Washington state’s carbon-dioxide tax would impose a penalty of $15 per metric ton on carbon-dioxide emissions, rising $2 per ton annually until the state meets its goal of reducing emissions 50 percent below 1990 levels. Evergreen State auditors found residents would pay approximately $2.2 billion more in taxes during its first five years of implementation, with gasoline prices likely to rise by 13 cents per gallon and the costs of home-heating oil likely to rise by 15 cents per gallon in 2020, the year the tax would take effect.

The higher energy prices and increased energy instability will be for naught with regards to preventing global warming. The United States is already reducing its emissions without such draconian policies, but even if it weren’t, nothing done in the United States can prevent a global rise in emissions because developing countries are adding huge amounts of carbon dioxide into the atmosphere as they industrialize.

Only the IRS, politicians and climate fanatics could love these high-cost, no-return ballot initiatives. Let’s hope Arizona, Nevada and Washington state residents see through the green smokescreen the ballot initiatives’ advocates are emitting.

Trump, Educated by Heartland, Makes Bold Pitch for Climate Realism

President Trump has stood up more firmly for sound science and climate realism than any prior president.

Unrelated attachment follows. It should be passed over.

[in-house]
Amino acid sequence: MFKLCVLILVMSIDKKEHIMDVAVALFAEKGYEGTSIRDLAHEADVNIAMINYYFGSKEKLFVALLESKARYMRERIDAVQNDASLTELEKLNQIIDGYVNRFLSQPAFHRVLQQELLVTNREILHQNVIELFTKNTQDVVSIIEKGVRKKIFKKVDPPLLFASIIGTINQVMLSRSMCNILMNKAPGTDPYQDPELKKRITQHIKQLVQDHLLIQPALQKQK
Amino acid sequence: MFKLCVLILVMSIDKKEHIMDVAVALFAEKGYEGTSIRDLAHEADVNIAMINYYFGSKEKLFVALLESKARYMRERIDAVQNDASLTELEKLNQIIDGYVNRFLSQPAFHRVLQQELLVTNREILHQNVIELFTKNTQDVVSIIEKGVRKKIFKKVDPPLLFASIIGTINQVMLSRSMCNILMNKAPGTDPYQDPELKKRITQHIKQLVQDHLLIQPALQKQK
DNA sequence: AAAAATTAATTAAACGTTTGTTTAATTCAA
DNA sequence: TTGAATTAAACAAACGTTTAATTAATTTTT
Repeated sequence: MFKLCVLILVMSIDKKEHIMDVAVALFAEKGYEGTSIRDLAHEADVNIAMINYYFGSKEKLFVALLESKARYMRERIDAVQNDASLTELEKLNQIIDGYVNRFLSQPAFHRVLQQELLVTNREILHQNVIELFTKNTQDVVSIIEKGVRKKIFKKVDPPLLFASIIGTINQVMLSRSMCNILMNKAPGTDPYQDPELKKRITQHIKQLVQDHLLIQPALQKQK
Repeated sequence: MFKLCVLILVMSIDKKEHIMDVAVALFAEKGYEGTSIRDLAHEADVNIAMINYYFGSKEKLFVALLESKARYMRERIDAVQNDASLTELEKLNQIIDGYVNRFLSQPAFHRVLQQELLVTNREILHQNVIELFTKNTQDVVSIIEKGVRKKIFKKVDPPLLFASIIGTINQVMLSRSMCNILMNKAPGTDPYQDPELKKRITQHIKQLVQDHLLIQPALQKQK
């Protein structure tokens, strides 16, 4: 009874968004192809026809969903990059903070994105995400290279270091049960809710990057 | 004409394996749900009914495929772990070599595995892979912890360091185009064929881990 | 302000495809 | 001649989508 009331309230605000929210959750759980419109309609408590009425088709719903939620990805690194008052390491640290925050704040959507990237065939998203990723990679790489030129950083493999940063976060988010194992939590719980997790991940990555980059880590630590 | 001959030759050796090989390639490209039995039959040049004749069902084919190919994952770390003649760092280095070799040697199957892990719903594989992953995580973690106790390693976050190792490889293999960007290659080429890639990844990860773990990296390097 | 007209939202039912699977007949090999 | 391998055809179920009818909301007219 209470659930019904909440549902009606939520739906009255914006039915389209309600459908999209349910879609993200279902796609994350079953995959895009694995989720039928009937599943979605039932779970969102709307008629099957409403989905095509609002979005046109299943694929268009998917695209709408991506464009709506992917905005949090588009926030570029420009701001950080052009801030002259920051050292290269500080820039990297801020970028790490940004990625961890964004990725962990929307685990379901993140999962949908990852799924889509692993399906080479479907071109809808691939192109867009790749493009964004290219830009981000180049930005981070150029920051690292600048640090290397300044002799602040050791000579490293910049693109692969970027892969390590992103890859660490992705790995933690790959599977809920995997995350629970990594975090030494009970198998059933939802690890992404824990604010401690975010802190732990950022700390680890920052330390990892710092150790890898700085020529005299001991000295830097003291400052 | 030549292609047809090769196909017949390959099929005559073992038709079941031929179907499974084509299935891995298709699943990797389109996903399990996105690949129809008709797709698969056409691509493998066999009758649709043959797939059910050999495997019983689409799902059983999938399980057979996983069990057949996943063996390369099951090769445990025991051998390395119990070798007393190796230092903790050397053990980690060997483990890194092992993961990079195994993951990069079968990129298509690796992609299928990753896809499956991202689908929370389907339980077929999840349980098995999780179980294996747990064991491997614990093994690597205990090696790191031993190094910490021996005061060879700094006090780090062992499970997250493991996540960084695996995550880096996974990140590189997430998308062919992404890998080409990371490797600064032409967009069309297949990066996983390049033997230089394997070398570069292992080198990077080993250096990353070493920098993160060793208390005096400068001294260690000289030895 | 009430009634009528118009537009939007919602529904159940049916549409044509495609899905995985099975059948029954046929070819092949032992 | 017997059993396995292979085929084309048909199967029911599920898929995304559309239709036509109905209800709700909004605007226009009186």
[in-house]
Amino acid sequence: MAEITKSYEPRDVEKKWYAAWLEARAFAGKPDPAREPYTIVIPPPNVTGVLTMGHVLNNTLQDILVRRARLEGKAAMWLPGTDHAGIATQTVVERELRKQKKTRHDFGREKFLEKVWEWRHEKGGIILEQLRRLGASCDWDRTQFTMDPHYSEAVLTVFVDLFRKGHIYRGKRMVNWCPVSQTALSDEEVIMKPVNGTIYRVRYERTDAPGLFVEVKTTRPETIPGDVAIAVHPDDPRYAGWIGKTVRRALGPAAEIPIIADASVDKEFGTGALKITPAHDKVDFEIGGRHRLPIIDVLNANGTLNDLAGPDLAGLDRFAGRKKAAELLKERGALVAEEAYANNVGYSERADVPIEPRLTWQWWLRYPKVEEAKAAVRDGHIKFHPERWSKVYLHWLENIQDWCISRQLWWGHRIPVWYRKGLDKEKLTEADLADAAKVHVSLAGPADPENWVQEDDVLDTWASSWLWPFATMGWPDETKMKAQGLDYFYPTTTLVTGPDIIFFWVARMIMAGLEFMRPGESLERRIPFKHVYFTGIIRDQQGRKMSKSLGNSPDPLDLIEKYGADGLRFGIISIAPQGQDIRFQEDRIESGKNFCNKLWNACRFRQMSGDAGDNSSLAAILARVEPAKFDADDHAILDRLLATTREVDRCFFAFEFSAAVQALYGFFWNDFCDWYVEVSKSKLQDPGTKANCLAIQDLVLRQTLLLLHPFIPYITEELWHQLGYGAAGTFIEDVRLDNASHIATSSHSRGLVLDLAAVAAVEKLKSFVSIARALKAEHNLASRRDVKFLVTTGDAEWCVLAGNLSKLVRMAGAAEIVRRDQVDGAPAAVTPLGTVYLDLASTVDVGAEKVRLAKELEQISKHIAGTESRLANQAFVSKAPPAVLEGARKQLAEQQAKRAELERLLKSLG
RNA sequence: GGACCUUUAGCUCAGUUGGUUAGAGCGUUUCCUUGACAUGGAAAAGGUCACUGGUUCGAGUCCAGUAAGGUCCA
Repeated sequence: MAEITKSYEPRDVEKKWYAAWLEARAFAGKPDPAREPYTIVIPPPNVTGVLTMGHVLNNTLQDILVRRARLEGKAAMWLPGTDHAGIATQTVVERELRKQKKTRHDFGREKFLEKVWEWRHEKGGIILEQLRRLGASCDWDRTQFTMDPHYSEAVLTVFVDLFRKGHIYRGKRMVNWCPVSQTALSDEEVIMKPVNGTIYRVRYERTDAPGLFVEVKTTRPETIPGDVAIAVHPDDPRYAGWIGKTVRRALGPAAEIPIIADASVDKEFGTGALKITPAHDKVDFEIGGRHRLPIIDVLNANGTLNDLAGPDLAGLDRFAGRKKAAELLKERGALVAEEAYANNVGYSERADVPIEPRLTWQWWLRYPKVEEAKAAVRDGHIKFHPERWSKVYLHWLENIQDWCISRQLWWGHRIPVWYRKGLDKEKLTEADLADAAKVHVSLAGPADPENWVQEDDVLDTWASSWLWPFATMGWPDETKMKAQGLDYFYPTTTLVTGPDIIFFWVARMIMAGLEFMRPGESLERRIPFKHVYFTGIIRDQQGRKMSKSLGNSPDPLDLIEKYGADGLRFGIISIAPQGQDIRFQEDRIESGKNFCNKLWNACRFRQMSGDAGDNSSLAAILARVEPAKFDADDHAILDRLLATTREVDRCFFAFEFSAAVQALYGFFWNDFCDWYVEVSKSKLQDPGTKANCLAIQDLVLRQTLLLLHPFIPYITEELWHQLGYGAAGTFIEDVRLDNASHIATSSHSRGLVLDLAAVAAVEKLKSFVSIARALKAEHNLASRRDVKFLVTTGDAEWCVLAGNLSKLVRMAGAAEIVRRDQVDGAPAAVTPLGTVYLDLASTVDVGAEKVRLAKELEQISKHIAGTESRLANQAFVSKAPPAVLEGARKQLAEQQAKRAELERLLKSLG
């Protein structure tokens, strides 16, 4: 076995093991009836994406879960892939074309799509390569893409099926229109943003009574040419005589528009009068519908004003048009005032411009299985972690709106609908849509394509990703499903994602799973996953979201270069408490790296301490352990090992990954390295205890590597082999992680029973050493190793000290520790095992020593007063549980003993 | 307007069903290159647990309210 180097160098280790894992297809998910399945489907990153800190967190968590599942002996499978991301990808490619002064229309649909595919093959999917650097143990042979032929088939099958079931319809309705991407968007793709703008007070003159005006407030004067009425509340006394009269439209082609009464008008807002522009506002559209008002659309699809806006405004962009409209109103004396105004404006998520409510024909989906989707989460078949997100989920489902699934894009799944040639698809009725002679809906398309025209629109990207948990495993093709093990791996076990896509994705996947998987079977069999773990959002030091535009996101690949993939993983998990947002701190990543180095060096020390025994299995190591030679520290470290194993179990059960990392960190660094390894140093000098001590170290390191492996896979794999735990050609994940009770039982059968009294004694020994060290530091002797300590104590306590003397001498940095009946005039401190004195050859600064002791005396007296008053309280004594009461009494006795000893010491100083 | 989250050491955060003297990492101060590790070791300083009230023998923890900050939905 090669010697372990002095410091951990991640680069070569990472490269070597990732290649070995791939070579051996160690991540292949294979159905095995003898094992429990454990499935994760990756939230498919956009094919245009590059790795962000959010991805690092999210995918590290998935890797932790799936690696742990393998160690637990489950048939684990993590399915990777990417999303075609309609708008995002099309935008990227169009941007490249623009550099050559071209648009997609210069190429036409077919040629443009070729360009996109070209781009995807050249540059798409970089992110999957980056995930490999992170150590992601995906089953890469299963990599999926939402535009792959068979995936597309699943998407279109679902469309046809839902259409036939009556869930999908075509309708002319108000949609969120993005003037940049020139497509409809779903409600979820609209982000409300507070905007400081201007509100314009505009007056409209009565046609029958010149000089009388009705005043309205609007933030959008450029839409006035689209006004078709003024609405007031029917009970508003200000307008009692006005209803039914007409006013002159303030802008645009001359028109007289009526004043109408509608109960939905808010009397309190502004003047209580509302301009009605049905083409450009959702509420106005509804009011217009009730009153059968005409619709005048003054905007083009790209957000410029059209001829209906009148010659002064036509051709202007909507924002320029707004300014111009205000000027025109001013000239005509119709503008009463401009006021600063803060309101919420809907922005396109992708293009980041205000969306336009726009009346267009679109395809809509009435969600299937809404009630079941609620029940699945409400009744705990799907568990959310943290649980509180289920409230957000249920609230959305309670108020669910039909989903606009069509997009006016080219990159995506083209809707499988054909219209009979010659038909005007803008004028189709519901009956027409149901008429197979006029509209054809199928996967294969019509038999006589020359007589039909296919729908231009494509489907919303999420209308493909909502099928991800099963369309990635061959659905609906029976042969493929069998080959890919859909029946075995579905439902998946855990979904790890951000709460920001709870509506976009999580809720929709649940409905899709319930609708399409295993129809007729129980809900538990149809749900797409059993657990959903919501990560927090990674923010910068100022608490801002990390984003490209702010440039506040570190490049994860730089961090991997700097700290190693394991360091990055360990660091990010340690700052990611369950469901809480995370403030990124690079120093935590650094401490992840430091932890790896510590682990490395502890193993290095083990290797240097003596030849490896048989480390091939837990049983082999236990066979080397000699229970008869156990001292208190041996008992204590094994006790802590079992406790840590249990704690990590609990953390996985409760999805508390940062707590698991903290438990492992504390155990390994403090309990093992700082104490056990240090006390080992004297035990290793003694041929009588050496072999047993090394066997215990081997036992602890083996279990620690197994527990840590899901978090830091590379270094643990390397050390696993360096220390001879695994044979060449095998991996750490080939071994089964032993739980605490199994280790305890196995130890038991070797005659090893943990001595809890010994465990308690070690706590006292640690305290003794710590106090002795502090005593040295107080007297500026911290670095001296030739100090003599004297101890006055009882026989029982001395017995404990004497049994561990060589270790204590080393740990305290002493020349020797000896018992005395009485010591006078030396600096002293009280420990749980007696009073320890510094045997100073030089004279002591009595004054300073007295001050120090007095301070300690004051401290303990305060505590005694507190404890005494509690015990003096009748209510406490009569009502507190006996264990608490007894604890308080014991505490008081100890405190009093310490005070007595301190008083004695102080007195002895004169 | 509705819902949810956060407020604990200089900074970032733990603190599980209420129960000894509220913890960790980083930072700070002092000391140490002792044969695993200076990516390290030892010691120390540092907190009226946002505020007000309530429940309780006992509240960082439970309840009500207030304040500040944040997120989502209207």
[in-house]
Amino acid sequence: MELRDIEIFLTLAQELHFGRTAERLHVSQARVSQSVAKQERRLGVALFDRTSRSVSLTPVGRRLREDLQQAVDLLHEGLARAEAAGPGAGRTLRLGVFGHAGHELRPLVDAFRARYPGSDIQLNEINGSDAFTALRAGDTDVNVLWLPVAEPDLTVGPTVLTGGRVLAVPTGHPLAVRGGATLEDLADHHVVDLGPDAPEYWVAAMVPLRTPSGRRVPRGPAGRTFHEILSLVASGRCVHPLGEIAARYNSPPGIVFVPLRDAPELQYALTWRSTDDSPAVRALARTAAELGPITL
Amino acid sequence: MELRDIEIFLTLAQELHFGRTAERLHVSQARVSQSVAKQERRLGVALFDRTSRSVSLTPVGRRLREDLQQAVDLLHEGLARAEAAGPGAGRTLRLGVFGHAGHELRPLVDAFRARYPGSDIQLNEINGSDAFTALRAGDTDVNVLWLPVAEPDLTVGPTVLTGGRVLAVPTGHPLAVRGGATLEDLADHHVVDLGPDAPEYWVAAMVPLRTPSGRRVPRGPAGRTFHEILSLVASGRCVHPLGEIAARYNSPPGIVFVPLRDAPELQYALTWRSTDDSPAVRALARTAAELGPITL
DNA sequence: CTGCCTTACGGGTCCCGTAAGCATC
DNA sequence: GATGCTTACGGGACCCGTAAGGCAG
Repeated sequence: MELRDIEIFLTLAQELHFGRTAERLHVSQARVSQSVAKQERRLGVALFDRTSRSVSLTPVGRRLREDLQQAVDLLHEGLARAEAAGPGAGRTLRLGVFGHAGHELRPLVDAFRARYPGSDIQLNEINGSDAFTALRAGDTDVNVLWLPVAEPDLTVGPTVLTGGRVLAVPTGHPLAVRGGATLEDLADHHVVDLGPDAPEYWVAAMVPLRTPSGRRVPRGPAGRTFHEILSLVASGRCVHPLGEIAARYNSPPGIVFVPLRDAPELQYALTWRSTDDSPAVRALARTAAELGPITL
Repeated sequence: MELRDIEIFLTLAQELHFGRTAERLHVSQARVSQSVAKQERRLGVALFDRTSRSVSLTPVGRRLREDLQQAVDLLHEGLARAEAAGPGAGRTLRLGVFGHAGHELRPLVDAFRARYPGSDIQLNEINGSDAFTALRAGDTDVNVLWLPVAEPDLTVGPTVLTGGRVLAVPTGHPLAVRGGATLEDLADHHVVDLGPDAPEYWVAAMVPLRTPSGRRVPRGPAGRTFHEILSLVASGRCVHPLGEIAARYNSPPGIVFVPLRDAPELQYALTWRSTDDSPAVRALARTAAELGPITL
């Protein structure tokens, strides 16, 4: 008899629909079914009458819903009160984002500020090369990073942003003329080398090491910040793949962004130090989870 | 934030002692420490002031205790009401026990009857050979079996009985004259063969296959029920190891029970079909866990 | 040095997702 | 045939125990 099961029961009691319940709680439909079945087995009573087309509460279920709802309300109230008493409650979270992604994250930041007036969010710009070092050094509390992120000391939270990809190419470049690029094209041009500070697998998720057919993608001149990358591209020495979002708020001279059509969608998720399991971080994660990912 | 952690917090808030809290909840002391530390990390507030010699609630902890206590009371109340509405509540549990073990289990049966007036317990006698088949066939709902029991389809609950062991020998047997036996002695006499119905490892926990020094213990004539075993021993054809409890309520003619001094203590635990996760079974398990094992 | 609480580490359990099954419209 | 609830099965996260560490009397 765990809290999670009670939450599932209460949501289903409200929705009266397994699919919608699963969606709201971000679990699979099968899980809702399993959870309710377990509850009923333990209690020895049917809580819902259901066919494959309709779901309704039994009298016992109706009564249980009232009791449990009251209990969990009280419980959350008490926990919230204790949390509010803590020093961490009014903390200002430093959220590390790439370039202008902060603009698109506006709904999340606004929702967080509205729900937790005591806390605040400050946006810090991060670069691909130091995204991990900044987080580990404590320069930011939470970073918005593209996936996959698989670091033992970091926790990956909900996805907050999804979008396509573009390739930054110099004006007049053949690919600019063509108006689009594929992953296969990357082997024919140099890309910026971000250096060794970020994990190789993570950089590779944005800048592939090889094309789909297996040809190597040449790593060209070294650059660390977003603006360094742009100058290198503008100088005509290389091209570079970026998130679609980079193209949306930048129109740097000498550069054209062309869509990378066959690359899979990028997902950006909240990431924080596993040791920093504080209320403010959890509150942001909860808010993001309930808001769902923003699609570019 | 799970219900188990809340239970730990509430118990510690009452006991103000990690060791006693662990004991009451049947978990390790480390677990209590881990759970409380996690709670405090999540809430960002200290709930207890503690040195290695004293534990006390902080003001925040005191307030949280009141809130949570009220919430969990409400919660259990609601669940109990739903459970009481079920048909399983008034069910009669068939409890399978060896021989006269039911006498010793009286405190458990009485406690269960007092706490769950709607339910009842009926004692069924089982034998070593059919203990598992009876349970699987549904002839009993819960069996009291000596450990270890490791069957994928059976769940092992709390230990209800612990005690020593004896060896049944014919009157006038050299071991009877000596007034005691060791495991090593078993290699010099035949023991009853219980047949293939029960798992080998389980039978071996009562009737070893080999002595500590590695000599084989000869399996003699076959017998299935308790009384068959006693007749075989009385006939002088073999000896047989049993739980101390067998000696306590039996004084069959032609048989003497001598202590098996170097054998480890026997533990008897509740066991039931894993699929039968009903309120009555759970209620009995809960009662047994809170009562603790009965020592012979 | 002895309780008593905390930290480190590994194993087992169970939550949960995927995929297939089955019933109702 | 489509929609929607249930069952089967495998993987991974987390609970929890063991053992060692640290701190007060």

President Donald Trump this week stood firm when subjected to a 60 Minutes interrogation on climate, making a bold pitch for climate realism. The Heartland Institute was happy to help the president in his successful efforts.

60 Minutes journalist Leslie Stahl began the interrogation by asking Trump if he thought climate change is a hoax. While declining to use the word “hoax,” Trump cast doubt on the notion that humans are creating a global warming crisis.

“Something’s changing and it’ll change back again…. But I don’t know that it’s manmade,” said Trump.

Trump referenced the economy-killing schemes proposed to reduce carbon dioxide emissions, as well as the $100-billion-annual wealth transfers to developing nations under the Paris climate agreement.

“I don’t want to give trillions and trillions of dollars. I don’t want to lose millions and millions of jobs. I don’t want to be put at a disadvantage,” Trump explained.